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Golden Techniques: Art of the Chinese Goldsmiths

The research project “Ancient Chinese Gold Techniques” is a collaborative effort of Art Museum of the Chinese University of Hong Kong, Shaanxi Provincial Institute of Cultural Relics Protection, the Master Studio of Chow Tai Fook, and the Conservation Office of the Leisure and Cultural Services Department of Hong Kong, for the first time to use interdisciplinary research methods to reconstruct several major ancient goldsmithing techniques and the history of the development. Golden Techniques: Art of the Chinese Goldsmiths is co-presented by Art Museum and Master Studio of Chow Tai Fook. The exhibition features over 40 pieces (sets) of carefully-selected ancient Chinese gold and silver wares from private collections as well as the collection of Art Museum, and samples from reconstruction experiments as well as traditional goldsmith’s tools, both from the Master Studio of Chow Tai Fook.

The exhibition will bring the cutting-edge findings of ancient Chinese techniques used to make gold and silver objects, emphasizing on granulation (making gold granules and welding them onto the object), gold wire techniques, as well as techniques used to make gold inlays. During the exhibition, guided tours and a series of public lectures will be organized that aim to provide the audience with different museum experiences and deeper understanding of the exhibition subject.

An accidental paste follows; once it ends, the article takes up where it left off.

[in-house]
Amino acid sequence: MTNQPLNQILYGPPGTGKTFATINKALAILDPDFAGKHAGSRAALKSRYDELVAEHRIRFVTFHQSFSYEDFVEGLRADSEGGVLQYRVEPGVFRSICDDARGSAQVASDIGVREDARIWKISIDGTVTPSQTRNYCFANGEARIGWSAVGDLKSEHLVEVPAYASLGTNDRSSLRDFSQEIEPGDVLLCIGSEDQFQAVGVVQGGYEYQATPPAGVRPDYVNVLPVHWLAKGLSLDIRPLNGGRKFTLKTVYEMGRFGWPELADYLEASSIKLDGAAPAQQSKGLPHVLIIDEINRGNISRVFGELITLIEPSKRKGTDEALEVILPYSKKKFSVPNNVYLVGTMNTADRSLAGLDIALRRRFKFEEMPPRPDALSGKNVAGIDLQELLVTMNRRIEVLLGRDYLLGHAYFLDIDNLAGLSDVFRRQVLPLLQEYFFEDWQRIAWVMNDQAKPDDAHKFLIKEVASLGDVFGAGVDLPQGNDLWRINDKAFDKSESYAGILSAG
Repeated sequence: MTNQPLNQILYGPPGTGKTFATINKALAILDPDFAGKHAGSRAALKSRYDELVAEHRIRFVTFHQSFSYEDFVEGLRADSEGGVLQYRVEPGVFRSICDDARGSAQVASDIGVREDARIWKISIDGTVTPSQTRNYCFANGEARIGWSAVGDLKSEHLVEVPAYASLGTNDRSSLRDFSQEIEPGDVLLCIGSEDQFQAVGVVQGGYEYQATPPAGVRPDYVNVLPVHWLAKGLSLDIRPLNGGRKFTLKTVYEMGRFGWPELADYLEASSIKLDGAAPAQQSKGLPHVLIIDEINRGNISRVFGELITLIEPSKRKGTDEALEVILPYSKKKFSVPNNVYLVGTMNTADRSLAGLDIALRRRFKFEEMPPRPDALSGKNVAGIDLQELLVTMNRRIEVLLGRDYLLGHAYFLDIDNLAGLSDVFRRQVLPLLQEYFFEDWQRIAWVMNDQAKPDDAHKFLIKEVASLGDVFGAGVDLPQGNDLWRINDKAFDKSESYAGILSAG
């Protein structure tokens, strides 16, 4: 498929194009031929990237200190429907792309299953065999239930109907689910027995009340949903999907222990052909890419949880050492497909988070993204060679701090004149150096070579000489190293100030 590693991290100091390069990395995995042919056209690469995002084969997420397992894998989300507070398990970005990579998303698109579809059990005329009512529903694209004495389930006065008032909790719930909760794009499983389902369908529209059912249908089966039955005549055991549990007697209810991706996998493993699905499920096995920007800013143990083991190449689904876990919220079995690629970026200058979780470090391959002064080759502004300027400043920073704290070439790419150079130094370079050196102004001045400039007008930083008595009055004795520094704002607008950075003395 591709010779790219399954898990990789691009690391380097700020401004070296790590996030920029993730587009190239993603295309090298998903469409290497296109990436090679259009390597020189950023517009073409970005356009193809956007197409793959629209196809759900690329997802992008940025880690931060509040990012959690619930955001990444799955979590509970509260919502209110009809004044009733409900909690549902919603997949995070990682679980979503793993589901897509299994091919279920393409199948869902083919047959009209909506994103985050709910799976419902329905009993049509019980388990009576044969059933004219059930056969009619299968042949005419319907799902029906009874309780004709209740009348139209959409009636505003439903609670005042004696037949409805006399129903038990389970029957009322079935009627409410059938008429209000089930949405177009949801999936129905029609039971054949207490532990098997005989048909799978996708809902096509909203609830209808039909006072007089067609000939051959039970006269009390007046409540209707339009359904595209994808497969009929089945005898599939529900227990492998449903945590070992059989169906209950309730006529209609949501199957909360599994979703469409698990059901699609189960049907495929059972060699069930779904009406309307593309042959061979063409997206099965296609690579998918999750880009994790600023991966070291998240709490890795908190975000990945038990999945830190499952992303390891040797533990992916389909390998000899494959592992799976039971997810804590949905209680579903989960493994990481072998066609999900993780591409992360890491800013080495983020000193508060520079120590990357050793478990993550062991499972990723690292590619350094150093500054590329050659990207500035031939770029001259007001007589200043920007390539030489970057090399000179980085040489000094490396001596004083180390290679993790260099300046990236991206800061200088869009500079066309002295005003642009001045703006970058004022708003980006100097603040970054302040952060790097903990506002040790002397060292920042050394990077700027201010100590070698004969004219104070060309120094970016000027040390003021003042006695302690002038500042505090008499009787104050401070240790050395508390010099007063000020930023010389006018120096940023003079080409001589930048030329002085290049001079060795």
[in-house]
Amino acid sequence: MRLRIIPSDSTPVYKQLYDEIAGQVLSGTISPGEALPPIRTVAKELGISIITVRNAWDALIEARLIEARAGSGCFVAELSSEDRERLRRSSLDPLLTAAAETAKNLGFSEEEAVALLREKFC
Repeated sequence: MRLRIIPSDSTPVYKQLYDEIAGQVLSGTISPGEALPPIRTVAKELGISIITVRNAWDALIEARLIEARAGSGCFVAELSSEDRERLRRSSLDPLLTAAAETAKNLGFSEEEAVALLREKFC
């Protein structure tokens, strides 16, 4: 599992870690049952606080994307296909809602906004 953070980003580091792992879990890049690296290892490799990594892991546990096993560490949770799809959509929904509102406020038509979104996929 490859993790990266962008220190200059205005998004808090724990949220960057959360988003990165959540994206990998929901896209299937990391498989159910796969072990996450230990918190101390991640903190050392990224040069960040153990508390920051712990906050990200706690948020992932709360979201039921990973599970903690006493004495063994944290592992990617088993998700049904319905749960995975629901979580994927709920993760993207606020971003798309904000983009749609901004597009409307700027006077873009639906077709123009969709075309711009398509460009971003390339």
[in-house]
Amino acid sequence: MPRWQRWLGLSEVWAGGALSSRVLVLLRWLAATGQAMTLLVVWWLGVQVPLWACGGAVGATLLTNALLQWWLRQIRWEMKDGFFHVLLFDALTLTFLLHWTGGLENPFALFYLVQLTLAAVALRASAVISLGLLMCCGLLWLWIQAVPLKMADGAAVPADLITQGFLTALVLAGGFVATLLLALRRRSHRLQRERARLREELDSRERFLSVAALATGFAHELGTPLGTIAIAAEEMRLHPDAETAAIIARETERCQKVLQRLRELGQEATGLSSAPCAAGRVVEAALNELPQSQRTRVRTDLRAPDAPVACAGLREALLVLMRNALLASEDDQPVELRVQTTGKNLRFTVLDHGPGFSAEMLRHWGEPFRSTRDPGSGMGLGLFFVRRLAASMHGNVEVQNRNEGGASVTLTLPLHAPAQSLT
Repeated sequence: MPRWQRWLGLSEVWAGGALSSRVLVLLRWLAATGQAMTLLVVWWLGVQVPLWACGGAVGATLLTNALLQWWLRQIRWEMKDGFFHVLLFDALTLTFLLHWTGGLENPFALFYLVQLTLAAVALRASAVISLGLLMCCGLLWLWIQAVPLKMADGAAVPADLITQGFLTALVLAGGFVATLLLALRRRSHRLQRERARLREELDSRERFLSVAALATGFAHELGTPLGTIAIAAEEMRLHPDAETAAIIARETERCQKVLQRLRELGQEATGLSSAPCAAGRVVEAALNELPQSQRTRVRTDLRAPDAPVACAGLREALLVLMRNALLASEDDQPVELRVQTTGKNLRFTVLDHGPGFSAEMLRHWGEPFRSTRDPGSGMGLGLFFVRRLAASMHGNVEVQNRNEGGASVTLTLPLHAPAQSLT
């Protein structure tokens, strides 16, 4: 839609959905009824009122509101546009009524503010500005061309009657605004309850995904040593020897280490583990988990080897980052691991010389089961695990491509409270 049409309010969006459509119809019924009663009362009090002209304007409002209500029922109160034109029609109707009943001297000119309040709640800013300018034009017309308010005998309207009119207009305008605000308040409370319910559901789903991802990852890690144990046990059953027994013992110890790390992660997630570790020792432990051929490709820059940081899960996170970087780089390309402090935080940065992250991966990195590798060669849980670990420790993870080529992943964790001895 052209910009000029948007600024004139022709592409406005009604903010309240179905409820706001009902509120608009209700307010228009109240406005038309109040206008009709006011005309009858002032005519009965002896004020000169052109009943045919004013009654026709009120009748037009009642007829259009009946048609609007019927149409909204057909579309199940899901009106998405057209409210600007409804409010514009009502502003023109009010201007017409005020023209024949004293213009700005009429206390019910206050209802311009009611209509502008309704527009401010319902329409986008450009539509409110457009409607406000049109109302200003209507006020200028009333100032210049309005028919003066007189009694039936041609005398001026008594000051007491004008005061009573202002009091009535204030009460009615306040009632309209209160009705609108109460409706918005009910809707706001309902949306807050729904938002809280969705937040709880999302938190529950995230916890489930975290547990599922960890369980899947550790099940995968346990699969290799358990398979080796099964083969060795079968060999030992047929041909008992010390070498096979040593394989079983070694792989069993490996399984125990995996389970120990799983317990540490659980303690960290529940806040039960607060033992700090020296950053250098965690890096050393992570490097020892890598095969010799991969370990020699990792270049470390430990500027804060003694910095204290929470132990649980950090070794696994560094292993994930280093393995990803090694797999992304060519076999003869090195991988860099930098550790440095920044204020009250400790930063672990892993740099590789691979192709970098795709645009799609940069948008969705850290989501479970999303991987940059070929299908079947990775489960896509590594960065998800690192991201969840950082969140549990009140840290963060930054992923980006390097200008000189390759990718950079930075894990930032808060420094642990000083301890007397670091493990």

Both the exhibition and the entire research project are fully sponsored by Chow Tai Fook Jewellery Co. Ltd.

Exhibition highlights

Leisi Filigree Bun—Net with Two Dragons Ming dynasty (1368–1644) Diameter 9.6 cm, Height 6.4 cm, Weight 138.5 g (inlays included) Mengdiexuan collection

The underlying shape of this hair ornament is made of filigree, and consists of a hemispherical, ribbed top attached to a round, flat, collar-like base. The top and base are joined with gold foil, while the standing wing-shaped ornaments at the sides and back are attached to the base with hooks. Holes on the sides of the base enabled the whole accessory to be secured to the head. The ornament is elaborately decorated. Bats and lotus flowers decorate the top and the collar below. The wing-shaped ornaments are embellished with five-clawed dragons chasing an inlaid flaming red gemstone amidst cloud scrolls. The dragons’ necks are made of springs so that their heads would sway with movement.

Gold Plaque with Double-Dragon Design Han to Six Dynasties, 2nd century BC–6th century AD Length 4.6 cm, Width 3.9 cm, Weight 8.5 g Mengdiexuan collection

This piece is an ornament on government official’s headdress during the Qin–Han period. It is related to both Buddhism and Daoism. On the piece are two confronted dragons, whose bodies are covered by gold granules. The gold wires are scientifically proved to be twisting strips.

Venue: Art Museum, The Chinese University of Hong Kong

Dates: July 4 - September 27, 2017

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